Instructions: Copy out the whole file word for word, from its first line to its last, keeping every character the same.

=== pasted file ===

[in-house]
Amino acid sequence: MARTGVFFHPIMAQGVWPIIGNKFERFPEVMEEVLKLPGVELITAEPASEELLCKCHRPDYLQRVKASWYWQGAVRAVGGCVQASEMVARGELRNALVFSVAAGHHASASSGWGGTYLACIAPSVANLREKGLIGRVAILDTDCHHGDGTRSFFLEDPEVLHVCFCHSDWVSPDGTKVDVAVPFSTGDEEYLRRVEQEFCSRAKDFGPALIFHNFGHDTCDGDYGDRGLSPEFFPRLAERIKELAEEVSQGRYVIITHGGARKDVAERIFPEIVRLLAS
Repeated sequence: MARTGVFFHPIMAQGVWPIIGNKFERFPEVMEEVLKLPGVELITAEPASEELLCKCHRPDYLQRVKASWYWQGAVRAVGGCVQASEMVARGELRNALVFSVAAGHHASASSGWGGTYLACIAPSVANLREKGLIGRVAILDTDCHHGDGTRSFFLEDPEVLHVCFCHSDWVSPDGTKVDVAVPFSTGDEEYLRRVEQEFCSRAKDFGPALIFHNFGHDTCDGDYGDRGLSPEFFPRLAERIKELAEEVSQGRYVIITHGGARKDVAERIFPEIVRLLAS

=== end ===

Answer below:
[in-house]
Amino acid sequence: MARTGVFFHPIMAQGVWPIIGNKFERFPEVMEEVLKLPGVELITAEPASEELLCKCHRPDYLQRVKASWYWQGAVRAVGGCVQASEMVARGELRNALVFSVAAGHHASASSGWGGTYLACIAPSVANLREKGLIGRVAILDTDCHHGDGTRSFFLEDPEVLHVCFCHSDWVSPDGTKVDVAVPFSTGDEEYLRRVEQEFCSRAKDFGPALIFHNFGHDTCDGDYGDRGLSPEFFPRLAERIKELAEEVSQGRYVIITHGGARKDVAERIFPEIVRLLAS
Repeated sequence: MARTGVFFHPIMAQGVWPIIGNKFERFPEVMEEVLKLPGVELITAEPASEELLCKCHRPDYLQRVKASWYWQGAVRAVGGCVQASEMVARGELRNALVFSVAAGHHASASSGWGGTYLACIAPSVANLREKGLIGRVAILDTDCHHGDGTRSFFLEDPEVLHVCFCHSDWVSPDGTKVDVAVPFSTGDEEYLRRVEQEFCSRAKDFGPALIFHNFGHDTCDGDYGDRGLSPEFFPRLAERIKELAEEVSQGRYVIITHGGARKDVAERIFPEIVRLLAS